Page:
An exploitable network misconfiguration vulnerability exists in the QuickConnect iptables functionality of Synology SRM 1.2.3 RT2600ac 8017-5. Packets originating from the QuickConnect VPN interface are not filtered, resulting in unrestricted communication with any network service running in the device.
Synology SRM 1.2.3 RT2600ac 8017-5
6.5 - CVSS:3.0/AV:N/AC:H/PR:N/UI:N/S:C/C:L/I:L/A:L
CWE-284 - Improper Access Control
Synology Router Manager (SRM) is a Linux-based operating system for Synology Routers developed by Synology.
SRM has a feature called QuickConnect, which allows users to remotely manage their router. This feature requires a Synology account and users have to set it up from the router Web interface in order to use it. The setup also requires the user to choose an arbitrary “QuickConnect ID”, which will be used as a remote identifier for the router.
Once activated, the user is presented with a link that can be used to connect from anywhere via a browser, example: “http://QuickConnect.to/qcrouterid”, where “qcrouterid” is the previously chosen identifier. When browsing this link, the router is instructed (via a previously-established channel between router and Synology servers) to establish a VPN connection with the remote QuickConnect endpoint. At this point, requests performed by the browser will be relayed to the internal router Web interface on port 8001 by default (SSL).
The VPN connection is established using OpenVPN in client mode. Once connected, the router gets an IP address for a subnet in the 169.254.0.0/16 network:
SynologyRouter> ip addr ... 36: tun1000: <POINTOPOINT,MULTICAST,NOARP,UP,LOWER_UP> mtu 1400 qdisc fq_codel state UNKNOWN group default qlen 100 link/none inet 169.254.171.94/21 brd 169.254.175.255 scope global tun1000 valid_lft forever preferred_lft forever ...
As demonstrated in TALOS-2020-1064, an attacker could manage to communicate with any device connected to the VPN.
From the QuickConnect configuration page in the SRM router (and possibly any other Synology device having this feature), it’s possible to select which service to enable in the VPN: SRM, File Sharing, Mobile Applications (DS get, DS file, DS router).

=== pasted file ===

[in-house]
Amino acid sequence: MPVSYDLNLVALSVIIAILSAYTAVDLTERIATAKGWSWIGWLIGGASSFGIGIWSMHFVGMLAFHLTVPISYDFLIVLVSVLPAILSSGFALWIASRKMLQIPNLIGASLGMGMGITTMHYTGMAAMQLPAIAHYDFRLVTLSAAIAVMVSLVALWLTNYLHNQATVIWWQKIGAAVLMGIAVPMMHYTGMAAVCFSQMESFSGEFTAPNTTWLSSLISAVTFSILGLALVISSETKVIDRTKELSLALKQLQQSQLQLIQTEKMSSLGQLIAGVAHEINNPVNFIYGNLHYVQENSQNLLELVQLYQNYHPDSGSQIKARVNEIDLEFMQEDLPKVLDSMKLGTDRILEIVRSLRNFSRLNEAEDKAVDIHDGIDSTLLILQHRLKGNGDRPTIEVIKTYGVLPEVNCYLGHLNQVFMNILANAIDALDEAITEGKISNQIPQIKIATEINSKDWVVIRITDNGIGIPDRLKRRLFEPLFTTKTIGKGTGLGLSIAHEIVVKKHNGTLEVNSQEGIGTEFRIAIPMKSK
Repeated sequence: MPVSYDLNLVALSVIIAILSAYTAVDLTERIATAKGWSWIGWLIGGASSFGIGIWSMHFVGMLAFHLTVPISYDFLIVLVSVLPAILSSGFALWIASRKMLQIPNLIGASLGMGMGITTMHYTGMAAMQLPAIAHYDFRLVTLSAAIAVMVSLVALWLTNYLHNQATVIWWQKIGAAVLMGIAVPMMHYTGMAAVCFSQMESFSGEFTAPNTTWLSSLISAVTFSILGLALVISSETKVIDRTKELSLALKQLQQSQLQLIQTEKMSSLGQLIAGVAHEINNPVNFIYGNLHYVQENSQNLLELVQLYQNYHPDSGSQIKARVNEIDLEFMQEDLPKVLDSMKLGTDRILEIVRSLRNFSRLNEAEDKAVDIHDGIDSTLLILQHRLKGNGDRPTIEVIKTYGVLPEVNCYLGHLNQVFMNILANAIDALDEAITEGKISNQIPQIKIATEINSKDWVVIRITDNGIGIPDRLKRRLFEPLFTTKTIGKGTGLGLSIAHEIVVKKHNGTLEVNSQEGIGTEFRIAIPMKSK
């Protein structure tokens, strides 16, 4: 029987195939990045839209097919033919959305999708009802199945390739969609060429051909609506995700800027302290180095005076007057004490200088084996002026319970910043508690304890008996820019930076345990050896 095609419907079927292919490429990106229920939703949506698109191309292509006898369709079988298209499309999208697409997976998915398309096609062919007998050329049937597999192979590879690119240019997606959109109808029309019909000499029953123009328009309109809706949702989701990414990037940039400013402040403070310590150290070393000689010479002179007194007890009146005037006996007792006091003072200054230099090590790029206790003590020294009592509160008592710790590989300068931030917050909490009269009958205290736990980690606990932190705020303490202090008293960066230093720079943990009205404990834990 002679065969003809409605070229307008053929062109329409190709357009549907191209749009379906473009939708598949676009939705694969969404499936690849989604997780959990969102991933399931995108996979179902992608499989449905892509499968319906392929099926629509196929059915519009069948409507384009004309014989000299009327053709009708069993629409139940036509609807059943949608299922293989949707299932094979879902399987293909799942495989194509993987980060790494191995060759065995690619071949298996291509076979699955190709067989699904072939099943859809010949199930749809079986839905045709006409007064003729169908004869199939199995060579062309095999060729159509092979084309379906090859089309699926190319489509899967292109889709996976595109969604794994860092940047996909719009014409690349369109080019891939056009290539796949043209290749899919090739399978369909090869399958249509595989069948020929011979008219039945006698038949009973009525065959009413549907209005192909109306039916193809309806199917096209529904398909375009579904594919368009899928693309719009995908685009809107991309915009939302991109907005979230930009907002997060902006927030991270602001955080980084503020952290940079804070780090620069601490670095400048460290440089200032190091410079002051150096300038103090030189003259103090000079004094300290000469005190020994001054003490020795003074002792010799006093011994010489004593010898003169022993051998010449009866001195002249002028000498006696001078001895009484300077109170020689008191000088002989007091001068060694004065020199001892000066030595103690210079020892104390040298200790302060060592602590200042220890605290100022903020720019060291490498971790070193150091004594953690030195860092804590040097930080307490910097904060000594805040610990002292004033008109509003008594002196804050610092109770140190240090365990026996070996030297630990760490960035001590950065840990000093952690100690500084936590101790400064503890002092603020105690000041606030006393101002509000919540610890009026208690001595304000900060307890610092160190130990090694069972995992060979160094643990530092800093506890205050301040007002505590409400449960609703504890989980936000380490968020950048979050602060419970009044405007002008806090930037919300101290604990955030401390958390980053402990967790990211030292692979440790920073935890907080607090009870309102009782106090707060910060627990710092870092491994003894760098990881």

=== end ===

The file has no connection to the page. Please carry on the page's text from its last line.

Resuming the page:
However, in the bare VPN channel, it’s not only possible to communicate with the device’s web interface, but also to any local service, despite what has been configured by the user.
This is because of a misconfiguration in iptables rules:
SynologyRouter> iptables -L -v -n Chain INPUT (policy ACCEPT 2 packets, 140 bytes) pkts bytes target prot opt in out source destination 1745 320K QUICKCONN_INPUT all -- * * 0.0.0.0/0 0.0.0.0/0  2 140 INPUT_FIREWALL all -- * * 0.0.0.0/0 0.0.0.0/0 1671 149K URL_BLOCKER_FILTER all -- * * 0.0.0.0/0 0.0.0.0/0 1990 213K ULOGD_DHCP_INPUT all -- * * 0.0.0.0/0 0.0.0.0/0 Chain QUICKCONN_INPUT (1 references) pkts bytes target prot opt in out source destination 851 135K ACCEPT all -- tun1000 * 0.0.0.0/0 0.0.0.0/0 
As we can see in  and , any packet coming from the tun1000 interface (QuickConnect VPN) is accepted without filtering.
By exploiting this issue together with TALOS-2020-1064, a non-authenticated attacker would be able remotely communicate with any device connected to the QuickConnect VPN without any kind restriction, in order to execute additional attacks.
For example, it would be possible to exploit TALOS-2020-1065 in order to execute arbitrary commands as the root user.
Note that an attacker could enter the QuickConnect VPN either by simply owning a router and connecting to it via SSH, or, alternatively, using the bug described in TALOS-2020-1058.
2020-05-04 - Vendor disclosure
2020-06-02 - Disclosure release deadline requested and Talos extended to 2020-09-30
2020-06-22 - 2nd extension requested; disclosure extended to 2020-10-30
2020-10-29 - Public Release
Discovered by Claudio Bozzato of Cisco Talos.